Then I remember what things were like before the diagnosis and meds, and it makes me grateful for them because they not only explained so much about my earlier life, but gave me tools to make my current life better. I’d have to be literally crazy to go back to the way I was.

I can’t promise forever, but I can say for now that I won’t go off my meds. One day at a time, just like with alcohol. And I’ve been pretty successful along that line. 🙂







Published by bpnurse

I'm a retired registered nurse and writer who also happens to be street-rat crazy, if the DSM-IV.....oops, 5---is to be believed. I was diagnosed with bipolar I disorder at the age of 55, and am still sorting through the ashes of the flaming garbage pile that my life had become. Here, I'll share the lumps and bumps of a late-life journey toward sanity.... along with some rants, gripes, sour grapes and good old-fashioned whining from time to time. It's not easy being bipolar in a unipolar world; let's figure it out together.

7 thoughts on “I Want to Go Off My Meds. Somebody Please Talk Me Out of It.

  1. I totally empathize with how you feel, my wife mentions much the same thing. Only once has she gone off (some) of her meds on her own….let’s just say the result almost ended our marriage and there were multiple hospitalizations. So just be careful when you have those thoughts. Take care!

    Liked by 2 people

  2. I’m thinking of you. You already know what you need to do, and I understand the feelings that make you not want to. It’s hard to be just a person just going on with life for one more day when you have something so electric inside you. Offer it up, offer up your obedience to whatever you believe in and love and keep taking your meds. You are doing wonderfully.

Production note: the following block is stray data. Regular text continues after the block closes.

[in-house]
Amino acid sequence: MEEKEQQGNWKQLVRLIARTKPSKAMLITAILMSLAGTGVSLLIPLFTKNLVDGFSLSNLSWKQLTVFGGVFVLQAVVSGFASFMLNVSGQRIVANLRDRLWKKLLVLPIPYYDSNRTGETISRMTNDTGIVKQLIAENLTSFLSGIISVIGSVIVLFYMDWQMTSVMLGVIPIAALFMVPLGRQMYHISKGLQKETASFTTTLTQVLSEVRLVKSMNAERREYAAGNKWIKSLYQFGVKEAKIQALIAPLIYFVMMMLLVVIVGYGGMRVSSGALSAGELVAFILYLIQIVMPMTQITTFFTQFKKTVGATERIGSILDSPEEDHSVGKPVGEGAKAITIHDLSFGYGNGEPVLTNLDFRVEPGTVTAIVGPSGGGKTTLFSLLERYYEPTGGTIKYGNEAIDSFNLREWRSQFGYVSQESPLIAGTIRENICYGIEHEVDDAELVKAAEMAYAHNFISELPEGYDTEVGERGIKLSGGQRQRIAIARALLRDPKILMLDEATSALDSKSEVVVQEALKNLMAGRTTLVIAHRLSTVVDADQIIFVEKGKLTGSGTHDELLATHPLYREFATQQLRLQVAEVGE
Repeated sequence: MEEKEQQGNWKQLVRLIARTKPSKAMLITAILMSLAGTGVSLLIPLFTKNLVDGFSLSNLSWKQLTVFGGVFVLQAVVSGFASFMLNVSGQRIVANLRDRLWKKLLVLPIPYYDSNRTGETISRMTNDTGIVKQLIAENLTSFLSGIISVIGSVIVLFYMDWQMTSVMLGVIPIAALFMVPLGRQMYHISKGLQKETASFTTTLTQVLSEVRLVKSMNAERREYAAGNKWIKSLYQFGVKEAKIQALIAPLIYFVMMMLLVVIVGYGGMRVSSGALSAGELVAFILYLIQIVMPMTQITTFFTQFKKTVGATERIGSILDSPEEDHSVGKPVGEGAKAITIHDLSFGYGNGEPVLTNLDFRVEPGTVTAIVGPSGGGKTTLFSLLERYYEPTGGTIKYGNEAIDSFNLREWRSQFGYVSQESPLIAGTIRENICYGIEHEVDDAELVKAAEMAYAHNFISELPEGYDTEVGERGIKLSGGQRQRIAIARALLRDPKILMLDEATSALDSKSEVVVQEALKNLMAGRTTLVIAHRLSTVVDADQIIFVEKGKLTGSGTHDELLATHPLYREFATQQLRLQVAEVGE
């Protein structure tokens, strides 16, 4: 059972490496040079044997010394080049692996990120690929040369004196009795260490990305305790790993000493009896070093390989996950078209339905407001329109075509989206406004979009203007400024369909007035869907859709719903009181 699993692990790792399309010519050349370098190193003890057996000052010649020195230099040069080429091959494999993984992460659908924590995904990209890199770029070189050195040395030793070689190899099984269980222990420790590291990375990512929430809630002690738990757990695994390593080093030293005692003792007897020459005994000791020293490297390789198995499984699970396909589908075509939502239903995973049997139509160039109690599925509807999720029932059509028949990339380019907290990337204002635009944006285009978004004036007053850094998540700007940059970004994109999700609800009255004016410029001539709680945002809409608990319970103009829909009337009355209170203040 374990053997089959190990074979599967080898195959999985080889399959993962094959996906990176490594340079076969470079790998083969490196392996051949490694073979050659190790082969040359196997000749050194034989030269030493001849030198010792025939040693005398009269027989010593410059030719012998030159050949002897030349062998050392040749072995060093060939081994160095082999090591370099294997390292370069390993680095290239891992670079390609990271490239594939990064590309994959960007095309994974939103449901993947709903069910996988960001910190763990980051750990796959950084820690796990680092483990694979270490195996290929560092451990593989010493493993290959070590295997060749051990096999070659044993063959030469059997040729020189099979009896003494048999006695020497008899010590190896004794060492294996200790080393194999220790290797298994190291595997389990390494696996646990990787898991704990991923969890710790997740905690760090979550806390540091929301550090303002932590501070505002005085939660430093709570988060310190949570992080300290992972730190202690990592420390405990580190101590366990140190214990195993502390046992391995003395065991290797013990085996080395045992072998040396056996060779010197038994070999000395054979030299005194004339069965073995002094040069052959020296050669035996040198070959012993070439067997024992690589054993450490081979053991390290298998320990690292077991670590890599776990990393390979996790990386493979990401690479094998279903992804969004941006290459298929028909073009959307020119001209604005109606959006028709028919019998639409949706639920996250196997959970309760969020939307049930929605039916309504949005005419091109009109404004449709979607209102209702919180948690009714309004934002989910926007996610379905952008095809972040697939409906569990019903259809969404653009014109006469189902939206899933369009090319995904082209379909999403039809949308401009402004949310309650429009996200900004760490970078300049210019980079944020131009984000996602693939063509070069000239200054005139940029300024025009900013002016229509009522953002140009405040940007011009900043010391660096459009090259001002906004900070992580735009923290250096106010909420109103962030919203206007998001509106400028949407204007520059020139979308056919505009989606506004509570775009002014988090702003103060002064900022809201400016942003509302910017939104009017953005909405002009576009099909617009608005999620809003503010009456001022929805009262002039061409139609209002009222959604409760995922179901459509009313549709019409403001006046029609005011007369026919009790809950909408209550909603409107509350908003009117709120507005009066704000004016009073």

Liked by 2 people

  3. No…just say no. No again. Uh, no a third time. I get it, believe me I do. I am feeling good right now and some hypo would be heaven. But you and I know it’s not a good idea. Now my pdoc is cutting down on a couple of my meds. Could you do anything like that with medical supervision? If I were your friend irl…I’d tell you that you have too much going on right now to mess with things. Love you.

    Liked by 1 person

  4. Please don’t. I get it too. I did it myself a few months ago then promptly lost control (or so it felt) of my thought and emotions and landed myself in-patient again. Its not fun.

    Liked by 1 person

  5. Thank you for putting this out here where we can encourage you while saying, yes, we know that desire, we know your frustration. But your health comes first. Period. If you feel flat, maybe under psychiatric supervision, your meds can be tweaked (not eliminated).

    Liked by 1 person